Widespread cheating continued at the El Paso Independent School District even after disgraced Superintendent Lorenzo Garcia was arrested, as many high schools became "diploma mills," according to an 86-page audit released Monday by the district.
A number of administrators cited in the report by Weaver and Tidwell, an Austin-based forensic accounting firm, said the company conducted an incomplete investigation and its auditors seemed unfamiliar with Texas education law.
The audit report noted that for much of Garcia's five-year tenure, "the district was run by a criminal." But the report said problems continued even after Garcia's arrest in the summer of 2011.
"Long after Garcia's arrest and departure on August 1, 2011, many of these practices continued unabated. Although Garcia was gone, the Bowie Plan infrastructure he created was still intact. In the rush to avoid accountability consequences for inadequate graduation rates, many district high schools became credit mills and, eventually, diploma mills, as unearned credits resulted in the graduation of ill-prepared students. These students are the victims of the culture Garcia promulgated, and it is not a culture easily undone," the report said.
The report is highly critical of a number of administrators, but is virtually silent on the role played by the school board. While the report criticizes a reign of terror at the district -- labeled the "Garcia culture" -- it makes no reference to actions taken by the board that enabled the convicted superintendent to control the district, such as giving him sole hiring and firing authority for top positions and allowing him to control the district's internal auditor, in defiance of state law that mandated that the board oversee that position.
Trustees did not return calls for comment Monday evening. Weaver officials declined comment.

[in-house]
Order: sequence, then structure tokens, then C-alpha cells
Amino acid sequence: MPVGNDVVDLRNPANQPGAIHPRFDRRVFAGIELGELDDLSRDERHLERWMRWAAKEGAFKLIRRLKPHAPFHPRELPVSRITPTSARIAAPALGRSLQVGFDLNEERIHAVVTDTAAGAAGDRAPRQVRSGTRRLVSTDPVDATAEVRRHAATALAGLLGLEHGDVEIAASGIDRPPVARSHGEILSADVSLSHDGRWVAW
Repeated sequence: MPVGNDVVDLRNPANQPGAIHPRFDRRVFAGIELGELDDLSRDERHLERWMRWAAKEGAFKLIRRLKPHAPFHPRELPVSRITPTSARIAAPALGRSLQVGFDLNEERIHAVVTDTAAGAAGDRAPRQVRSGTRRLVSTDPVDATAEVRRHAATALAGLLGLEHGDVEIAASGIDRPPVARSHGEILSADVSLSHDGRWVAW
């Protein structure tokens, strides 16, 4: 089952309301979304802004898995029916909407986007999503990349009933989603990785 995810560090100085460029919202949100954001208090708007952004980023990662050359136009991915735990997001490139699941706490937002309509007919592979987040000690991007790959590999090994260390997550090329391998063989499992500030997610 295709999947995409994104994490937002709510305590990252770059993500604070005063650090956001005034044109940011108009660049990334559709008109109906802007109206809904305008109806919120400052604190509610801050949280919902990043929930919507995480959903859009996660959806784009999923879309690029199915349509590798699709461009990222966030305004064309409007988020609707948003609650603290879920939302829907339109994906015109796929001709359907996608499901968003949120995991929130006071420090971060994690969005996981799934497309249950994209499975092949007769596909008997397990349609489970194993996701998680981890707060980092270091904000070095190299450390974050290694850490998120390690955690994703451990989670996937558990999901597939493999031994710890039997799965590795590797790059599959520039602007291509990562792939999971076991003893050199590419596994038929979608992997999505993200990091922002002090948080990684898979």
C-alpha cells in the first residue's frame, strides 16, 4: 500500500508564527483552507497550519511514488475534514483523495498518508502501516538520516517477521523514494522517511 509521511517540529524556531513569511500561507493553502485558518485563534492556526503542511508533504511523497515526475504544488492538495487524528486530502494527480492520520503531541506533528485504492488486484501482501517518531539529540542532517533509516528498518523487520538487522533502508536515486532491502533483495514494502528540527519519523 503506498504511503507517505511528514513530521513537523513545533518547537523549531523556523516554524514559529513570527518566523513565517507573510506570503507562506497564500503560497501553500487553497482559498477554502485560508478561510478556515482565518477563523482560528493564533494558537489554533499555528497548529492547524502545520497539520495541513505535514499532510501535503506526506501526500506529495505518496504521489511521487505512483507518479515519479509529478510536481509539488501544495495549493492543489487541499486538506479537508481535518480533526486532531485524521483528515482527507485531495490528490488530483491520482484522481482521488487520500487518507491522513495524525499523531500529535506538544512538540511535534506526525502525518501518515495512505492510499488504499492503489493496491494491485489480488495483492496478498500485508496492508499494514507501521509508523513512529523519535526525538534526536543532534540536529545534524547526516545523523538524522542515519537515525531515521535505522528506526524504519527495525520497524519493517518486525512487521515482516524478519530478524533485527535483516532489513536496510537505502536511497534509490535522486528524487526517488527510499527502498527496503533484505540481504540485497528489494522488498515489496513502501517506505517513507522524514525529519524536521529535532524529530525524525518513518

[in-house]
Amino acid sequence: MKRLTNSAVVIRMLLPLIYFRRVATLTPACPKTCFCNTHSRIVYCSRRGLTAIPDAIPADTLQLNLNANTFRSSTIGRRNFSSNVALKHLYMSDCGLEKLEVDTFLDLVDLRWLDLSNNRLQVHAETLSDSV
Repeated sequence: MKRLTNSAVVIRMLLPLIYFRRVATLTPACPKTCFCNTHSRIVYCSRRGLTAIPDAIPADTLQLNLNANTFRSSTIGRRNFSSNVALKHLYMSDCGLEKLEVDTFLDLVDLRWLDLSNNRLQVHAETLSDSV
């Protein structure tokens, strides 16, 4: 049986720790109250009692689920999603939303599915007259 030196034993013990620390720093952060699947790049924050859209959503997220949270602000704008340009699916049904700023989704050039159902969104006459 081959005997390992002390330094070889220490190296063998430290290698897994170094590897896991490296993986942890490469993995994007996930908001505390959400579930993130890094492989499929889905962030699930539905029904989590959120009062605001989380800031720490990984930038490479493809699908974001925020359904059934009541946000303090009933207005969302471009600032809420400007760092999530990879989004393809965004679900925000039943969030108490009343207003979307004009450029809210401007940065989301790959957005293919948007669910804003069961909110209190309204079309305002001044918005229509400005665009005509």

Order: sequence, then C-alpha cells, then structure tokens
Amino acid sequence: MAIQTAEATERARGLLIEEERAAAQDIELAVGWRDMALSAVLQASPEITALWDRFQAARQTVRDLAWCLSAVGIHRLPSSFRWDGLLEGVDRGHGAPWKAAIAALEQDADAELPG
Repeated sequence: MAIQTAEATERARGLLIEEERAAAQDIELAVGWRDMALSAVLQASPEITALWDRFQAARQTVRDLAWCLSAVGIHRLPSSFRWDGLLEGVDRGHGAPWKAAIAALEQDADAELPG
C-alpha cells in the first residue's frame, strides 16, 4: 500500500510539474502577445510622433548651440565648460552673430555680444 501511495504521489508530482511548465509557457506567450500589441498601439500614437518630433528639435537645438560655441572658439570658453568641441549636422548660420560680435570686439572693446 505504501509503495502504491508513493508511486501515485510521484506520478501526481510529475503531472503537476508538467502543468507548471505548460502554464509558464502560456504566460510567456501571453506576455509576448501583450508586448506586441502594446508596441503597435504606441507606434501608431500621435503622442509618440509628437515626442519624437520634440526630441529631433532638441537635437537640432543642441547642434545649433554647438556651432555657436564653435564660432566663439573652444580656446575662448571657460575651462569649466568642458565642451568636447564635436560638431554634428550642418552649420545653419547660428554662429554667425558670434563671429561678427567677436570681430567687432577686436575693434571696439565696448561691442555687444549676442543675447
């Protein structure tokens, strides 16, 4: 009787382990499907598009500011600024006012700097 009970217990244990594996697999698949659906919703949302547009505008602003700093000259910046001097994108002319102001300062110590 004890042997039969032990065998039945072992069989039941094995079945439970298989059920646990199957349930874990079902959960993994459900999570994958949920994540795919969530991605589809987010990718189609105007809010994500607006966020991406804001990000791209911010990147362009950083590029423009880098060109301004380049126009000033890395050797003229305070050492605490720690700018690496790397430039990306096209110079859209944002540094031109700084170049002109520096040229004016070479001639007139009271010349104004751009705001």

Much of the wrongdoing outlined in the audit report had been detailed previously, either in Garcia's guilty plea
or in the El Paso Times' investigation throughout 2012. But the report also contained new allegations of attempts to push students through to graduation, often by cutting corners at several high schools.
Schools singled out in the report included Bowie High, the epicenter of the cheating scandal, as well as Austin, Irvin, El Paso and Burges high schools.
Garcia is serving a three-and-a-half-year federal prison sentence in Pennsylvania after pleading guilty to two fraud counts, including leading a scheme to defraud federal accountability measures by gaming results at campuses in the district's Priority Schools Division.
The investigators in the audit recommended personnel actions against a number of district administrators, including several who have already resigned or faced termination recommendations by the school board. The report recommends personnel action against four principals and four assistant principals who are up for possible termination at tonight's board meeting.
Those facing termination are Burges High School Principal Randall Woods, El Paso High School Principal Kristine Ferret, Center for Career and Technology Education Principal Luis Loya, El Paso High School Assistant Principal Grace Runkles, Austin High School Principal John Tanner, Burges High School Assistant Principal J. Manuel Duran Jr., Jefferson High Assistant Principal Adrian Bustillos and Austin High School Assistant Principal Michael Salcido.
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